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Robert R. Linton, M.D.
AMA Arch Surg. 1953;67(1):2-3. doi:10.1001/archsurg.1953.01260040005002.
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CHRONIC ulceration of the lower extremity, secondary to a preexisting deep venous thrombosis, i. e., the so-called postphlebitic or post-thrombotic ulcer, has baffled the medical profession for centuries. Although not a fatal disease, it has resulted in an untold amount of human suffering and tremendous expense to the afflicted individuals, both in payment for unsuccessful therapy and, in addition, from the loss of wages due to disability. Numerous methods have been recommended to cure these ulcerations, but the vast majority have proved ineffective because they do not correct the underlying pathologic physiology.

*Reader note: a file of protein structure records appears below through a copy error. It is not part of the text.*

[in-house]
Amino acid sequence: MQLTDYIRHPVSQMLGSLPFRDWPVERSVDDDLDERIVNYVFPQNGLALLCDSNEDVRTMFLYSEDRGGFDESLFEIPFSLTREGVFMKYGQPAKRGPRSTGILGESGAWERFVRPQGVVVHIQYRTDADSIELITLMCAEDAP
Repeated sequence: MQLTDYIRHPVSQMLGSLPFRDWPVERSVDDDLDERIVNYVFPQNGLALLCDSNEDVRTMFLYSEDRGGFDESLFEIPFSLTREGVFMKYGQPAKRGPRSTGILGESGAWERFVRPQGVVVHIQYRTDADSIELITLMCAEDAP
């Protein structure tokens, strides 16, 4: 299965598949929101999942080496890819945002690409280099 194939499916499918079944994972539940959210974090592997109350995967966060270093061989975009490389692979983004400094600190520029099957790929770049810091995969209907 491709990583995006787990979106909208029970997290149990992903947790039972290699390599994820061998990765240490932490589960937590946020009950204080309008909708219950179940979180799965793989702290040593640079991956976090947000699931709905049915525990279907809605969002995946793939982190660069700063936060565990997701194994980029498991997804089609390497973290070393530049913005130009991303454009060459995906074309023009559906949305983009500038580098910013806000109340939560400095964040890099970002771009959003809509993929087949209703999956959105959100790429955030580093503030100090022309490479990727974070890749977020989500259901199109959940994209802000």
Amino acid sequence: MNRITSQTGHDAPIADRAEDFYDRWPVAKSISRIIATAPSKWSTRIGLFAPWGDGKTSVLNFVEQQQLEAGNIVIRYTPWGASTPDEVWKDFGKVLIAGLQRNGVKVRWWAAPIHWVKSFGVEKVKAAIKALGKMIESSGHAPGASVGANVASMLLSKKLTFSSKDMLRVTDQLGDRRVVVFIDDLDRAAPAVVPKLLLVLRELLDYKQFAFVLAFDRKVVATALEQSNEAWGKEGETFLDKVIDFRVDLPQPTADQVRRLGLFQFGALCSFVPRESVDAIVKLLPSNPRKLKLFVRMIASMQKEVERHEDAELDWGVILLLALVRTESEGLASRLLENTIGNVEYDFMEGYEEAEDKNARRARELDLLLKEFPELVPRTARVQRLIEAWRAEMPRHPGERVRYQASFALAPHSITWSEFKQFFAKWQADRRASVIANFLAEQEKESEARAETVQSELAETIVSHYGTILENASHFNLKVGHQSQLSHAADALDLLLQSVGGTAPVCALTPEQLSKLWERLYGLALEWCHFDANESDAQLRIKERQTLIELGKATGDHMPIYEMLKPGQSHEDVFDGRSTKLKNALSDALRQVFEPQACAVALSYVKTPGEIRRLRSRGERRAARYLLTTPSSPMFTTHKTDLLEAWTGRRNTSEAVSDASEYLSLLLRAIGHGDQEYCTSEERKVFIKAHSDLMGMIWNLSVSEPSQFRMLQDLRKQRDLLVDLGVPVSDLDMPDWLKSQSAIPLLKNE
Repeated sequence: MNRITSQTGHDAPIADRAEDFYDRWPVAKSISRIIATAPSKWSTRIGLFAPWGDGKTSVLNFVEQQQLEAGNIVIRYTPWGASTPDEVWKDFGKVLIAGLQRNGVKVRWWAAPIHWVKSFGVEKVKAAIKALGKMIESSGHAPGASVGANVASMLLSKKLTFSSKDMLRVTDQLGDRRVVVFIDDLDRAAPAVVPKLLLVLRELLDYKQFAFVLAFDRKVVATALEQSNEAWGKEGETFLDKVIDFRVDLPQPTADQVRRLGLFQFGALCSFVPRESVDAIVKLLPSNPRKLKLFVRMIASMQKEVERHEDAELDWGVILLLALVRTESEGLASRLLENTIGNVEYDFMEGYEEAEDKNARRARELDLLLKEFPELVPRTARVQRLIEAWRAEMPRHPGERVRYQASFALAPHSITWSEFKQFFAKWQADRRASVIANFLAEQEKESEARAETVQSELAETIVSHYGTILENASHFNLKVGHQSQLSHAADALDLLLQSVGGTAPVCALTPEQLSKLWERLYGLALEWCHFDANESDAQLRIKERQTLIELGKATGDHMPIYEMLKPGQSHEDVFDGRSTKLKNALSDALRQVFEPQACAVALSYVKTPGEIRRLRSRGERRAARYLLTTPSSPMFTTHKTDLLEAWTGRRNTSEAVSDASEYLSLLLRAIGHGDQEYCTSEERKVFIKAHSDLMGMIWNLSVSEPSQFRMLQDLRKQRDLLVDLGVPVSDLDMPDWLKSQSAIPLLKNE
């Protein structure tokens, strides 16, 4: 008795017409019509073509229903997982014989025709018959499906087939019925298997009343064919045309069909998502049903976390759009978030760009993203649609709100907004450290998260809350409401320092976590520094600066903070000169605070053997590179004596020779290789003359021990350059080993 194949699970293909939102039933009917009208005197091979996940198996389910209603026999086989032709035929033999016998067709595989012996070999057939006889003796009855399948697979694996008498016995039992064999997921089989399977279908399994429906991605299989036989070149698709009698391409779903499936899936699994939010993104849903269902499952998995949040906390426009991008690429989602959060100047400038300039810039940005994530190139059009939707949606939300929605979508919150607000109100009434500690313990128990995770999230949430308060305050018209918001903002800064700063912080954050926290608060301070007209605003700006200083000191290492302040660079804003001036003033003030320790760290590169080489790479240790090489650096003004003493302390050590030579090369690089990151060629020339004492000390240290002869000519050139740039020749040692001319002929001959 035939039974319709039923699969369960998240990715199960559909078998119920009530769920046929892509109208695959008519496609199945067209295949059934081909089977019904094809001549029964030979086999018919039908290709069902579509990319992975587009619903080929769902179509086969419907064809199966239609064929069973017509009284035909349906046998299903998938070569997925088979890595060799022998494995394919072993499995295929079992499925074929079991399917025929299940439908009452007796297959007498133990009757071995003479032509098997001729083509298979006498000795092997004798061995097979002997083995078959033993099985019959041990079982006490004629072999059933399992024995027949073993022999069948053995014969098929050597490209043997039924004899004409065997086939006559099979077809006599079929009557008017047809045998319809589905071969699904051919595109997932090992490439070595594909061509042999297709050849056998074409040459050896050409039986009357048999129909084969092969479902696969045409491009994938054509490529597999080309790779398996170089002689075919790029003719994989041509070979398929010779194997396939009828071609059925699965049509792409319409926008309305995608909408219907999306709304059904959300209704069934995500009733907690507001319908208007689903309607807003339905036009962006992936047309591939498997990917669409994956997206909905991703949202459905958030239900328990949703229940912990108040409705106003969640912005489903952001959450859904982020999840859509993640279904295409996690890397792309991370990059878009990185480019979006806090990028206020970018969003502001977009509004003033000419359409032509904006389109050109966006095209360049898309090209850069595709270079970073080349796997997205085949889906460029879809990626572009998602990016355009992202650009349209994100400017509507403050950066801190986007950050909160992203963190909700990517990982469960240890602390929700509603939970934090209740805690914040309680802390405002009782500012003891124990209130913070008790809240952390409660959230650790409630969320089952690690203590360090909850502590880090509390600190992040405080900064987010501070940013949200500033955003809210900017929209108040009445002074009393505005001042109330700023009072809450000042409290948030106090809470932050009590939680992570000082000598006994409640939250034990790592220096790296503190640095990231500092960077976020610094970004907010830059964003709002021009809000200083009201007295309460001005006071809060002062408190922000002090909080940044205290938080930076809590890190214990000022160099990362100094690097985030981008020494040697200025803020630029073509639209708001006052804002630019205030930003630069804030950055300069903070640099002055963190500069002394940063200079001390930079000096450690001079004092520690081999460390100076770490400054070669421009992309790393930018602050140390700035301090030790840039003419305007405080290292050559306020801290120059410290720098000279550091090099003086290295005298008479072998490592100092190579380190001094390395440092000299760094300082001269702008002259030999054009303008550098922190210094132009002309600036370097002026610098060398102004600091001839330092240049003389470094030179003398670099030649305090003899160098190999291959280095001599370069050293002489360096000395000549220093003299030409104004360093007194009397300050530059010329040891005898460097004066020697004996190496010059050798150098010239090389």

A number of surgical procedures have been developed, which, although well-intentioned, are found unfortunately by further study to prove useless, or even detrimental. It is believed at present that lumbar sympathetic ganglionectomy in the treatment of the post-thrombotic type of ulceration of the lower extremity should be placed in this category. Experience has shown that when properly performed


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